On the other hand, when a customer gets a chunk of money through a bank error, banks expect their money back in short order, and many times deploy unpleasant methods such as legal threats and even police force to get that money back when it doesn't happen quickly enough. That's what makes Combs' story interesting: It turns the typical bank/customer relationship on its head, with the bank helplessly asking for their money back while the customer skeptically considers whether to return it.

Of course, some things have changed since Combs had his run-in with First Interstate Bank, which was itself absorbed by Wells Fargo not long after. Banks these days seem to be more sensitive to public criticism nowadays than they were before the public relations Armageddon that was the financial crisis. And the establishment of the Consumer Financial Protection Bureau will probably serve to narrow the power gap between banks.

But as long as banks have billions in assets, powerful teams of lawyers and the ears of politicians throughout the land, it's unlikely that banks and customers will ever be on a level playing field power-wise. That's why I would discourage anyone from trying to emulate Combs' example. In this case, Combs was fortunate to have a legal leg to stand on, but this case could easily have ended up as a criminal matter in different circumstances.

What do you think? Was Combs right to make the bank work to get its money back? What would you do if you were in Combs' situation?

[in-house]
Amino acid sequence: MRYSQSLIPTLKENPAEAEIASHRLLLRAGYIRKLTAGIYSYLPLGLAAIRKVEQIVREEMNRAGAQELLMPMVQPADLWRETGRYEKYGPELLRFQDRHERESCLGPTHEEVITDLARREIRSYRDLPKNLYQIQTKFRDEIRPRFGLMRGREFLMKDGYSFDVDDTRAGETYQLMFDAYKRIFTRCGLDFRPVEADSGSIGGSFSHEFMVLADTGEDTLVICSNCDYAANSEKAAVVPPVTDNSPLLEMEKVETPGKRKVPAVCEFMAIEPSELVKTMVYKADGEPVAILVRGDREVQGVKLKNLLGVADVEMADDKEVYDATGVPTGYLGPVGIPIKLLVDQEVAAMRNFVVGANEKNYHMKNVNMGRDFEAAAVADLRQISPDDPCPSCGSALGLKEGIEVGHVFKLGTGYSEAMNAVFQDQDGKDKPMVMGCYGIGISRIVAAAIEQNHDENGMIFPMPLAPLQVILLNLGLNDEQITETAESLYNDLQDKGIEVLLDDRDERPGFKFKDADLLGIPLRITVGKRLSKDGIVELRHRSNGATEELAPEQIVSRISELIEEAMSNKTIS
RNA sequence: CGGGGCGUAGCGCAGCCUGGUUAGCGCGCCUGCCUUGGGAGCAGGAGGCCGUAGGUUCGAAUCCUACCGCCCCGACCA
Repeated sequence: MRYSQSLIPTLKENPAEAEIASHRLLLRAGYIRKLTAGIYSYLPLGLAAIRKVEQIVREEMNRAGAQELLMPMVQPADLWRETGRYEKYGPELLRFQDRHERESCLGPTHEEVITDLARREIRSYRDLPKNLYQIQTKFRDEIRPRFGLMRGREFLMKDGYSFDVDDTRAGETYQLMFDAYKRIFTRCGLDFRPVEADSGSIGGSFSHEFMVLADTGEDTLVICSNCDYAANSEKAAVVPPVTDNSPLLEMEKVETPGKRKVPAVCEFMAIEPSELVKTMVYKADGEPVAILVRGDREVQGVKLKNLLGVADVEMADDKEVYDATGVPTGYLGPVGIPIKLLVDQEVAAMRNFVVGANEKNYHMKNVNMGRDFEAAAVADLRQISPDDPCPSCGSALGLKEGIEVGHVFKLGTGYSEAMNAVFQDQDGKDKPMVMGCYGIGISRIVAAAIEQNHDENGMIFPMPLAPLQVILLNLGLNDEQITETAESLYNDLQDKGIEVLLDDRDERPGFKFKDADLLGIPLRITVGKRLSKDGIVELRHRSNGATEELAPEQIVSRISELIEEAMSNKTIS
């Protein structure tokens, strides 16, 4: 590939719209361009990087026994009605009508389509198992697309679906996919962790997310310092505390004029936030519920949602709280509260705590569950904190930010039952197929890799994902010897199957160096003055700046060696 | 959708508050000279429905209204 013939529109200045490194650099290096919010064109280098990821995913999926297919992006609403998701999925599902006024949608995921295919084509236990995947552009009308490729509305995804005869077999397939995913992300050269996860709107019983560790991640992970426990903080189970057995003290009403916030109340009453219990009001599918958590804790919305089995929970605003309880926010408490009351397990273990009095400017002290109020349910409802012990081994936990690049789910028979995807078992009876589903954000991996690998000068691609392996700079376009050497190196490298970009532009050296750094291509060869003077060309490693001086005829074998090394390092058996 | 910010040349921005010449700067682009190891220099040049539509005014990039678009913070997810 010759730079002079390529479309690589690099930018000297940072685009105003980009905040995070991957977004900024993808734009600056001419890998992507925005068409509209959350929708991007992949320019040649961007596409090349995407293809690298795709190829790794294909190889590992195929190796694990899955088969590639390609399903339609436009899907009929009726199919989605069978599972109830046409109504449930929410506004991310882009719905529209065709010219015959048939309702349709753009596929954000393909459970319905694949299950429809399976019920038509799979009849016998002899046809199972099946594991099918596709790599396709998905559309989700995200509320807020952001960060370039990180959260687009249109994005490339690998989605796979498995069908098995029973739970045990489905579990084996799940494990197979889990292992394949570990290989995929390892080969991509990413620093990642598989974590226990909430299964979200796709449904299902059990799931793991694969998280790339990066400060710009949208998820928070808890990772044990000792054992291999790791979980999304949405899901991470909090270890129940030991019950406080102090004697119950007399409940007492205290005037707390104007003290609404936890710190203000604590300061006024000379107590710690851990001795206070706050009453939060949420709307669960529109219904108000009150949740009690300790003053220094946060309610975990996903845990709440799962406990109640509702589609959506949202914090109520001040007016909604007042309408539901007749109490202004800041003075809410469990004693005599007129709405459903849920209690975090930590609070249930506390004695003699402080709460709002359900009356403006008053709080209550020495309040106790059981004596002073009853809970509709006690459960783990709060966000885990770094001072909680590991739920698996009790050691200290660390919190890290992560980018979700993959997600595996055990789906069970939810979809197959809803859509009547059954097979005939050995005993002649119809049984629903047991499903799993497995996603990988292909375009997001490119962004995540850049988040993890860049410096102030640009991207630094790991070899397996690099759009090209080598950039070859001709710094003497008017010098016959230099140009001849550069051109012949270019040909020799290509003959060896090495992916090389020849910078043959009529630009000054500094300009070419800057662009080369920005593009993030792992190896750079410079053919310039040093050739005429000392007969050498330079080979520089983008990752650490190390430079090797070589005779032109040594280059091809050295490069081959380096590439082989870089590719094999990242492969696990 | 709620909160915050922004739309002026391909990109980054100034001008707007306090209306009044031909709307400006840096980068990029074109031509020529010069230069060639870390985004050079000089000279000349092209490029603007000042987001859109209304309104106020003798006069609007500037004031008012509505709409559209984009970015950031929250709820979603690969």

Follow me on Twitter: @ClaesBell.

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October 05, 2012 at 6:24 pm

I got one of those checks for 3295.00. It was drawn on USBank, so I took it there to ask about it. The person at the bank refused to give me a definite answer on the validity of the check, telling me,"I can't tell you it's good, but I can't tell you it's bad either." As far as I'm concerned, stupid should hurt.I'm glad somebody beat the bank.

October 05, 2012 at 2:55 pm

banks can steal from the consumer all day long with interest and fees but your wrong for trying to take from them...Pot-Kettle.

October 05, 2012 at 2:52 pm

just like in the movie "Bandits" Bank error, your favor.....what a hoot.

October 05, 2012 at 12:30 pm

If I understand you correctly, you are saying that because he was aware of his actions, he is guilty. By this argument, if he tried to deposit the check without considering whether or not he was entitled to it, he would be innocent? The action is either illegal, or it is not. While still morally wrong, the facts are that he was mailed a "valid" check and attempted to deposit it. If the check was not valid, the bank would not have accepted it.